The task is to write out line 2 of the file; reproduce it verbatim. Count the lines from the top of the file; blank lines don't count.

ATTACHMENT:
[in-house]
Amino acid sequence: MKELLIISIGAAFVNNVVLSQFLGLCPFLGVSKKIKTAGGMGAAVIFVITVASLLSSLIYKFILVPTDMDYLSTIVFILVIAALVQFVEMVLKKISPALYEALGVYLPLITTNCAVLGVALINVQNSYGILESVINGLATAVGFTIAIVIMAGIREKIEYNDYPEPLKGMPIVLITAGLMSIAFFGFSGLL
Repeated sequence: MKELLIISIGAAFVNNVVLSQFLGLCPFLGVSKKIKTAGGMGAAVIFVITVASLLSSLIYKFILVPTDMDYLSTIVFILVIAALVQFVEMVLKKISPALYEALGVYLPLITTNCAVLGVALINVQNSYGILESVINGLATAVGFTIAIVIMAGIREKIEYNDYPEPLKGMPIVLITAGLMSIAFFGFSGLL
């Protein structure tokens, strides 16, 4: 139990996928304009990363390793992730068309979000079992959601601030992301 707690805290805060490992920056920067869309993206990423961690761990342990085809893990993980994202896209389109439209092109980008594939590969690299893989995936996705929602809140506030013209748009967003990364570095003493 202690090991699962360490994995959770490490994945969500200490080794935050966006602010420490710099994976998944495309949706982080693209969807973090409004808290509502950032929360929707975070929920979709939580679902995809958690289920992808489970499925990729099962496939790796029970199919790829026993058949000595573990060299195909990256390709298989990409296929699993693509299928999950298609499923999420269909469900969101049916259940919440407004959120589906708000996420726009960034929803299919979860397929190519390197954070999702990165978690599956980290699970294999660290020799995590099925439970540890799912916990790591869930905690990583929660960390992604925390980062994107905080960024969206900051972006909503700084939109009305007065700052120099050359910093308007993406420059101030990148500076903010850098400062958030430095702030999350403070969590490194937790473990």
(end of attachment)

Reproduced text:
Amino acid sequence: MKELLIISIGAAFVNNVVLSQFLGLCPFLGVSKKIKTAGGMGAAVIFVITVASLLSSLIYKFILVPTDMDYLSTIVFILVIAALVQFVEMVLKKISPALYEALGVYLPLITTNCAVLGVALINVQNSYGILESVINGLATAVGFTIAIVIMAGIREKIEYNDYPEPLKGMPIVLITAGLMSIAFFGFSGLL